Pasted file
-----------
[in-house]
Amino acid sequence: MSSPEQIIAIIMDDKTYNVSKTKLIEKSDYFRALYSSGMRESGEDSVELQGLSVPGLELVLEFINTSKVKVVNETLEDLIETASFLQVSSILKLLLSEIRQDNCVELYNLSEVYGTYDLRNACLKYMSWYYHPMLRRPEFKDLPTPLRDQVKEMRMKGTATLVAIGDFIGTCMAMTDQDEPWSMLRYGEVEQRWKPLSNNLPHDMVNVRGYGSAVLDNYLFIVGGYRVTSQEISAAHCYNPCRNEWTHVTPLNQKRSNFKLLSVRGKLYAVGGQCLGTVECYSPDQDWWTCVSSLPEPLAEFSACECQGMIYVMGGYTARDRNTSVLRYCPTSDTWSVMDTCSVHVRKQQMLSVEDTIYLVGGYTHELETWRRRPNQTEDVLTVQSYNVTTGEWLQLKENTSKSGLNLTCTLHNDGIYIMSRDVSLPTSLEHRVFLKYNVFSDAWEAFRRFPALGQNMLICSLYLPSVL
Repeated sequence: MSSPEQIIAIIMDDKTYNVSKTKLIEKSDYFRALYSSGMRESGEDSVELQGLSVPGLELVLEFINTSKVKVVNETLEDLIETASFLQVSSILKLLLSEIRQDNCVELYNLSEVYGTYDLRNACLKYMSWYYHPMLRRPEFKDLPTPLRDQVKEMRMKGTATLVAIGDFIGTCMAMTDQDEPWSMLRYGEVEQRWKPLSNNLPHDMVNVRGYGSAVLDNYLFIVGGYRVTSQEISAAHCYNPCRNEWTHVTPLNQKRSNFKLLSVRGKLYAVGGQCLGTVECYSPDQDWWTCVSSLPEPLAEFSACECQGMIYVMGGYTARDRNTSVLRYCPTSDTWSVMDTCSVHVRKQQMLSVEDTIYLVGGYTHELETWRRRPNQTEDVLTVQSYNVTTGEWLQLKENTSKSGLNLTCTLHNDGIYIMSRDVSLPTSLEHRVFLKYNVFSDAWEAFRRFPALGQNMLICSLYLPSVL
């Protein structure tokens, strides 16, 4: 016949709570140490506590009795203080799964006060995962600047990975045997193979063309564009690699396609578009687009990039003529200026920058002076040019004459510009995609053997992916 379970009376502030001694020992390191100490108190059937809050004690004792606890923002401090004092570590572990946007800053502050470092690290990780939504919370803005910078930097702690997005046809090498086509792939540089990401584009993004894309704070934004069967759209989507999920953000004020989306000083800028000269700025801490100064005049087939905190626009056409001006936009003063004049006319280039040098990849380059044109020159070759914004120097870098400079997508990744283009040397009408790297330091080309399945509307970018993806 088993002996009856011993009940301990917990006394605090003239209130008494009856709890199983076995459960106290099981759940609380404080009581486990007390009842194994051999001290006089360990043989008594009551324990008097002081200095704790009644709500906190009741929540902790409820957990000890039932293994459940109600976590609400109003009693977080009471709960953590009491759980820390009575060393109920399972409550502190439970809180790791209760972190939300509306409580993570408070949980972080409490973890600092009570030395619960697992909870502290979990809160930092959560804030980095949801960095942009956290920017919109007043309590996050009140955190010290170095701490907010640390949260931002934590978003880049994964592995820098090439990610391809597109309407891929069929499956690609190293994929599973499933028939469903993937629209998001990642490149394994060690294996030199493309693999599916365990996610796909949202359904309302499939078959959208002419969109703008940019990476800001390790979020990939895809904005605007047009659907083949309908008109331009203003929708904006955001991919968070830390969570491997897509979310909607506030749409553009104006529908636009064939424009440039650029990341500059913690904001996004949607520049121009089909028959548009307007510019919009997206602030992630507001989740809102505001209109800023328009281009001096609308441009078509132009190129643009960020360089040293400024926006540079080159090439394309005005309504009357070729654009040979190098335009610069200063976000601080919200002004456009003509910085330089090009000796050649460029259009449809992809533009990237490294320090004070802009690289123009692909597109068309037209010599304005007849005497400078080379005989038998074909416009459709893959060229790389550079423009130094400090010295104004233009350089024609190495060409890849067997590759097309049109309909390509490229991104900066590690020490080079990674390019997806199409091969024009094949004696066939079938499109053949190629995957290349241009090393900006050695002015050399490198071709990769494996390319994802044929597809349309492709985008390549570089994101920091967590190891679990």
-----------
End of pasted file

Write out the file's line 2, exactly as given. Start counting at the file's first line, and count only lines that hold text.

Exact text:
Amino acid sequence: MSSPEQIIAIIMDDKTYNVSKTKLIEKSDYFRALYSSGMRESGEDSVELQGLSVPGLELVLEFINTSKVKVVNETLEDLIETASFLQVSSILKLLLSEIRQDNCVELYNLSEVYGTYDLRNACLKYMSWYYHPMLRRPEFKDLPTPLRDQVKEMRMKGTATLVAIGDFIGTCMAMTDQDEPWSMLRYGEVEQRWKPLSNNLPHDMVNVRGYGSAVLDNYLFIVGGYRVTSQEISAAHCYNPCRNEWTHVTPLNQKRSNFKLLSVRGKLYAVGGQCLGTVECYSPDQDWWTCVSSLPEPLAEFSACECQGMIYVMGGYTARDRNTSVLRYCPTSDTWSVMDTCSVHVRKQQMLSVEDTIYLVGGYTHELETWRRRPNQTEDVLTVQSYNVTTGEWLQLKENTSKSGLNLTCTLHNDGIYIMSRDVSLPTSLEHRVFLKYNVFSDAWEAFRRFPALGQNMLICSLYLPSVL